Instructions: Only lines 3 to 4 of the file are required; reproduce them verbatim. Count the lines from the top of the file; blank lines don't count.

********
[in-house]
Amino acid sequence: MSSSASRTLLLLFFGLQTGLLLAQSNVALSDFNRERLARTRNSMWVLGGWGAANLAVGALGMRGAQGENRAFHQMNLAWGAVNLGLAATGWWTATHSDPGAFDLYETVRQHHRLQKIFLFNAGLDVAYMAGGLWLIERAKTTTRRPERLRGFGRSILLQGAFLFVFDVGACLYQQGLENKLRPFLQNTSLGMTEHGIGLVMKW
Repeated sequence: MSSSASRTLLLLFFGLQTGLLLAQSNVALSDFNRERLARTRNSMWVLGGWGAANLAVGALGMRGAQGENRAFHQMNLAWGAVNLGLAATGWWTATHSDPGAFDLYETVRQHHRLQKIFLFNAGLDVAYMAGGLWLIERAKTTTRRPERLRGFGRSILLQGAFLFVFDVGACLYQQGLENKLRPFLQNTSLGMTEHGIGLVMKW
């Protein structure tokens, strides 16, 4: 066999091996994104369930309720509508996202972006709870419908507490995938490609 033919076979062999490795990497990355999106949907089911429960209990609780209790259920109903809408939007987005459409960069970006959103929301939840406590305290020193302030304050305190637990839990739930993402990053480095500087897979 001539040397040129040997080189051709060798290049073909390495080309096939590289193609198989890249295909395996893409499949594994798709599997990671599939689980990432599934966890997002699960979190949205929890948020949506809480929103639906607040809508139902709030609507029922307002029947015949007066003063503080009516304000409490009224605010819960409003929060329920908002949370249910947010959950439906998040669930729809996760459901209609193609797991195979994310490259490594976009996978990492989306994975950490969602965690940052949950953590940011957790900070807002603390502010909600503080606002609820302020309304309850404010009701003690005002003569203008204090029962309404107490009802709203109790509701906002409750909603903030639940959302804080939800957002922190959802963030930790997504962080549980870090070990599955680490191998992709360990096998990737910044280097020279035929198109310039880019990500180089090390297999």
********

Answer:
Repeated sequence: MSSSASRTLLLLFFGLQTGLLLAQSNVALSDFNRERLARTRNSMWVLGGWGAANLAVGALGMRGAQGENRAFHQMNLAWGAVNLGLAATGWWTATHSDPGAFDLYETVRQHHRLQKIFLFNAGLDVAYMAGGLWLIERAKTTTRRPERLRGFGRSILLQGAFLFVFDVGACLYQQGLENKLRPFLQNTSLGMTEHGIGLVMKW
């Protein structure tokens, strides 16, 4: 066999091996994104369930309720509508996202972006709870419908507490995938490609 033919076979062999490795990497990355999106949907089911429960209990609780209790259920109903809408939007987005459409960069970006959103929301939840406590305290020193302030304050305190637990839990739930993402990053480095500087897979 001539040397040129040997080189051709060798290049073909390495080309096939590289193609198989890249295909395996893409499949594994798709599997990671599939689980990432599934966890997002699960979190949205929890948020949506809480929103639906607040809508139902709030609507029922307002029947015949007066003063503080009516304000409490009224605010819960409003929060329920908002949370249910947010959950439906998040669930729809996760459901209609193609797991195979994310490259490594976009996978990492989306994975950490969602965690940052949950953590940011957790900070807002603390502010909600503080606002609820302020309304309850404010009701003690005002003569203008204090029962309404107490009802709203109790509701906002409750909603903030639940959302804080939800957002922190959802963030930790997504962080549980870090070990599955680490191998992709360990096998990737910044280097020279035929198109310039880019990500180089090390297999």